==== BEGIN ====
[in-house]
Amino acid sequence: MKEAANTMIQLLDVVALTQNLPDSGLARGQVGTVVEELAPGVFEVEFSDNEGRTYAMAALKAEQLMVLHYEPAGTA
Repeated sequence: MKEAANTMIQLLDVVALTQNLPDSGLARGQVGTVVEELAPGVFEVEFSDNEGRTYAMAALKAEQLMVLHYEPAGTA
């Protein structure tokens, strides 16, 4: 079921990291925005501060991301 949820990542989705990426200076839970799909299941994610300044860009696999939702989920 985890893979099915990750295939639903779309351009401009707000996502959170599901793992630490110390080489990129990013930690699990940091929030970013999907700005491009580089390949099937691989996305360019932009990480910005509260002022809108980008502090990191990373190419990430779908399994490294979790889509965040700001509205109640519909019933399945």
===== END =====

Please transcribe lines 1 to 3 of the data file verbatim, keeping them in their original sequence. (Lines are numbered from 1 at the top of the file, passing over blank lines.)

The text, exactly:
[in-house]
Amino acid sequence: MKEAANTMIQLLDVVALTQNLPDSGLARGQVGTVVEELAPGVFEVEFSDNEGRTYAMAALKAEQLMVLHYEPAGTA
Repeated sequence: MKEAANTMIQLLDVVALTQNLPDSGLARGQVGTVVEELAPGVFEVEFSDNEGRTYAMAALKAEQLMVLHYEPAGTA